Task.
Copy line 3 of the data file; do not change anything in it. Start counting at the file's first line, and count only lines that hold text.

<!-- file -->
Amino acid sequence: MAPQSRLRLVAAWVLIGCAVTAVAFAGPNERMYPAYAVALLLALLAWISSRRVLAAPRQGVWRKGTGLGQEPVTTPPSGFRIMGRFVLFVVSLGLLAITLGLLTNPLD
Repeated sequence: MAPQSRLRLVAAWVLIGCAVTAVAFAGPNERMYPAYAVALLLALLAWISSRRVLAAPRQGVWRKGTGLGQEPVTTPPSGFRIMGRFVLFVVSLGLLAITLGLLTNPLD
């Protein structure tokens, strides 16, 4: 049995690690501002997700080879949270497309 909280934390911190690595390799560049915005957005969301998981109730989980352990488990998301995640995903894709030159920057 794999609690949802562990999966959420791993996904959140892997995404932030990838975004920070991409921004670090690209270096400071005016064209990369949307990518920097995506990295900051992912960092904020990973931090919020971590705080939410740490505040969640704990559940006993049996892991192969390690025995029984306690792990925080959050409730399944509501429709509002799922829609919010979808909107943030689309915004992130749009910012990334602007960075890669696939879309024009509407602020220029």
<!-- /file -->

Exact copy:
């Protein structure tokens, strides 16, 4: 049995690690501002997700080879949270497309 909280934390911190690595390799560049915005957005969301998981109730989980352990488990998301995640995903894709030159920057 794999609690949802562990999966959420791993996904959140892997995404932030990838975004920070991409921004670090690209270096400071005016064209990369949307990518920097995506990295900051992912960092904020990973931090919020971590705080939410740490505040969640704990559940006993049996892991192969390690025995029984306690792990925080959050409730399944509501429709509002799922829609919010979808909107943030689309915004992130749009910012990334602007960075890669696939879309024009509407602020220029």